The UK Government has published its first progress report on the 25 Year Environment Plan, first launched in January 2018.
The Government appears to be on track to deliver on 90% of the priority actions identified – but these actions do not go far enough. One million species are facing imminent extinction worldwide. We must do more.
Chester Zoo Science Director, Simon Dowell, said:
“Together with other environmental NGOs, we welcomed the plan when it was first produced in 2018 but raised concerns about the unambitious targets set within it that didn’t seem to reflect the urgency of the problems that we face.
The recent IPBES report on biodiversity and Ecosystem Services has used the extensive scientific evidence to reveal just how urgent this now is – with one million species now at imminent risk of extinction – and called for a transformative change to Government agendas to tackle the issue. In the light of this, although we welcome their review of progress, it is disappointing that the Government has stuck to reporting on existing actions and seemingly avoided a review of the appropriateness of their ambition in the original plan.
There are certainly some encouraging signs from the report and some opportunities for the future. A draft Environment Bill is under development and this does at least set out a blueprint for a more ambitious approach for protecting the UK environment post Brexit, with legal underpinning and a commitment to reversal of the loss of wildlife, as opposed to maintaining the status quo. Questions remain about the resource required to ensure delivery and where this will come from.
Commitment to biodiversity net gain in new developments, including housing, and a new system of environmental land management whereby farmers are paid for their work to protect the environment are romising.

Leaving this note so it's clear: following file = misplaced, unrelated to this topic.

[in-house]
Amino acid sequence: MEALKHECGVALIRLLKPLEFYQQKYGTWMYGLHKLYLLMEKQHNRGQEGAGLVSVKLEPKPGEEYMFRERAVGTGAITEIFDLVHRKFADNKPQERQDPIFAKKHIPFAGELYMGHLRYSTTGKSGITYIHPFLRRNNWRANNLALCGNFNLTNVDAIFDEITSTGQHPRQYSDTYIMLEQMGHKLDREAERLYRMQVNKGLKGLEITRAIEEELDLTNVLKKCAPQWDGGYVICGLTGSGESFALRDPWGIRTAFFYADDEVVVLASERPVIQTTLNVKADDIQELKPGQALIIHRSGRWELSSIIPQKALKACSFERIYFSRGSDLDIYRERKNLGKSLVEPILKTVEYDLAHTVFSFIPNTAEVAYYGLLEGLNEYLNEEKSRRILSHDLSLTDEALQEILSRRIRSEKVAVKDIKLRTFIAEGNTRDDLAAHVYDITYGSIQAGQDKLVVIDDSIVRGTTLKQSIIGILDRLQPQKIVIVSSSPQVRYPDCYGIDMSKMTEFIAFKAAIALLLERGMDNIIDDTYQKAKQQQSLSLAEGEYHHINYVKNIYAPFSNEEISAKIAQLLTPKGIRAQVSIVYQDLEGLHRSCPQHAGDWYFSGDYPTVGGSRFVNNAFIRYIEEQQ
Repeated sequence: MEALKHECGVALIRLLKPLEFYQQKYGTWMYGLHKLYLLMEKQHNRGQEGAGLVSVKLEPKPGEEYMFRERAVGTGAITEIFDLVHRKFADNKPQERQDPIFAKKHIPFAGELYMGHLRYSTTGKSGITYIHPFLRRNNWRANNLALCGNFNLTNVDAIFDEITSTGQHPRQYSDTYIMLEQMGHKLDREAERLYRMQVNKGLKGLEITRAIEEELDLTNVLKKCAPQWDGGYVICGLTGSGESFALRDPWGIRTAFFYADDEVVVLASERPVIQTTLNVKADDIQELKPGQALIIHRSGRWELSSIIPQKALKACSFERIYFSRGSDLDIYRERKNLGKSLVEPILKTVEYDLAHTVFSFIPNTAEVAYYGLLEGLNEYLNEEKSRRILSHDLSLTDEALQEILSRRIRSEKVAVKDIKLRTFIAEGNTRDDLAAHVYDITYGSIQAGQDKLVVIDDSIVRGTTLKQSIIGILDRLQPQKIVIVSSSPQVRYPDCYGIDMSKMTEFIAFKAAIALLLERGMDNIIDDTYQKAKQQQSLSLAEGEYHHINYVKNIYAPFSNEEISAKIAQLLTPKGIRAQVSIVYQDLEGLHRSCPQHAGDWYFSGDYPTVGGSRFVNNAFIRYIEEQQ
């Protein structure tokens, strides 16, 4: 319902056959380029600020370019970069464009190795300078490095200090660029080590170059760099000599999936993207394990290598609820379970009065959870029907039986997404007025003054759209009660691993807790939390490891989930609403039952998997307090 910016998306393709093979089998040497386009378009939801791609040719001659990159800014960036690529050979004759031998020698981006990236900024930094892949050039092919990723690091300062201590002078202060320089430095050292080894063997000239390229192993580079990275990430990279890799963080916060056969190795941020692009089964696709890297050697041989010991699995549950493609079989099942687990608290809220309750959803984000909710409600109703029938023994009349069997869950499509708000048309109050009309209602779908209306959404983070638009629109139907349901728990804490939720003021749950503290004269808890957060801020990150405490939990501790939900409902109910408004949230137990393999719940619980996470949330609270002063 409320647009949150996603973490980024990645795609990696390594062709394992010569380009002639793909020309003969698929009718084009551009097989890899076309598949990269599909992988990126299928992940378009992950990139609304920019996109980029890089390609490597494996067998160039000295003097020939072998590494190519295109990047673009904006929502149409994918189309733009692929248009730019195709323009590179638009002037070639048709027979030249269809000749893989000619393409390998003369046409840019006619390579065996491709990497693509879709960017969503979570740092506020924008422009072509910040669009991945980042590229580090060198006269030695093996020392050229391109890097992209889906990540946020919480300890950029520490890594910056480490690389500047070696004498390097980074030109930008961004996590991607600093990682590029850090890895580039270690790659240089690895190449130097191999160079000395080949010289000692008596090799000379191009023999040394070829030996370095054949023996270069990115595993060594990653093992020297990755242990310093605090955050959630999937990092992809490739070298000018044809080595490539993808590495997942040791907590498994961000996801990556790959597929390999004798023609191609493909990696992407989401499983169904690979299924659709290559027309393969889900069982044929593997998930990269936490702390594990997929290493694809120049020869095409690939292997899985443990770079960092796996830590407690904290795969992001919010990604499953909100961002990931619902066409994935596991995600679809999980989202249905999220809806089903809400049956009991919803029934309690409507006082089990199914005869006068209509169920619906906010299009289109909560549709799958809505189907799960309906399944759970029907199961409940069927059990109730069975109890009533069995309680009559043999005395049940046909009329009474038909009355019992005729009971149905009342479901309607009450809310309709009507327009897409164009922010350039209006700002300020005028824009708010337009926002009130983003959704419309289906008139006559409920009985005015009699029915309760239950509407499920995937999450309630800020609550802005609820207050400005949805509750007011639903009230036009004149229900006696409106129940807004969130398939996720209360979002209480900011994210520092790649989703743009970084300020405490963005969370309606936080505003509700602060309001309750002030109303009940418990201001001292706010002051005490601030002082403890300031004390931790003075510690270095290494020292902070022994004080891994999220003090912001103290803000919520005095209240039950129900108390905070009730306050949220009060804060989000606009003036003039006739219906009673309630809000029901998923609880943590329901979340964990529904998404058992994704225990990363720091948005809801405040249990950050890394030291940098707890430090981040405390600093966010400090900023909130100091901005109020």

In order to monitor progress, a 25 Year Environment Plan outcome indicator framework is being developed. Unfortunately this reveals some distinctly unambitious targets that do not seem to address the urgency of the problem at hand. For example, restoring 75% of our protected sites to ‘favourable condition’ (this should be 100%), woodland cover increased to 12% by 2060 (even allowing for the relatively slow growth of trees this is inadequate) and eliminating avoidable plastic waste by 2042 (clearly not good enough if we are to tackle this serious problem).
Distinctly lacking in the outcome indicators are any species targets, which are needed. The original plan contained a section on combatting illegal wildlife trade, and the passing of the Ivory Act imposing a strict ban on the ivory trade in the UK was welcome, but despite the Government hosting an international conference on this issue last year, progress on other aspects of tackling this serious problem has not been included in the report.
We welcome progress on tackling the problem of plastic waste and pollution, notably moves towards banning of plastic straws which we helped to pioneer here in Chester together with partners in the city. However, there is much more to do on curbing plastic waste and a need to revise the targets set in the original plan to reflect both the urgency of the problem and the commitment of the public following recent high profile campaigns.
Actions that have been delayed include those relating to soil and peat protection and managing environmental exposure to chemicals, including pesticides. There is now a large body of research, much of it highlighted in the IPBES report, showing that soil degradation and excessive pesticide contamination are causing significant biodiversity loss and contributing both directly and indirectly to climate change. The lack of urgency on these crucial aspects are a major cause for concern and we would urge the Government to make them a priority.
It is certainly encouraging to see the commitment to regular review of the Government’s Environment Plan and we look forward to engaging in some of the implementation where we have expertise to bring. Ultimately the pledge made in the report for us to be the first generation to pass on the natural world in a better state to our children will only be realised if the plan’s targets are revised to reflect the urgency of the situation and achieving them is further prioritised across all areas of Government policy.
The natural world is under threat, but we are capable of solving the crisis if we act now.”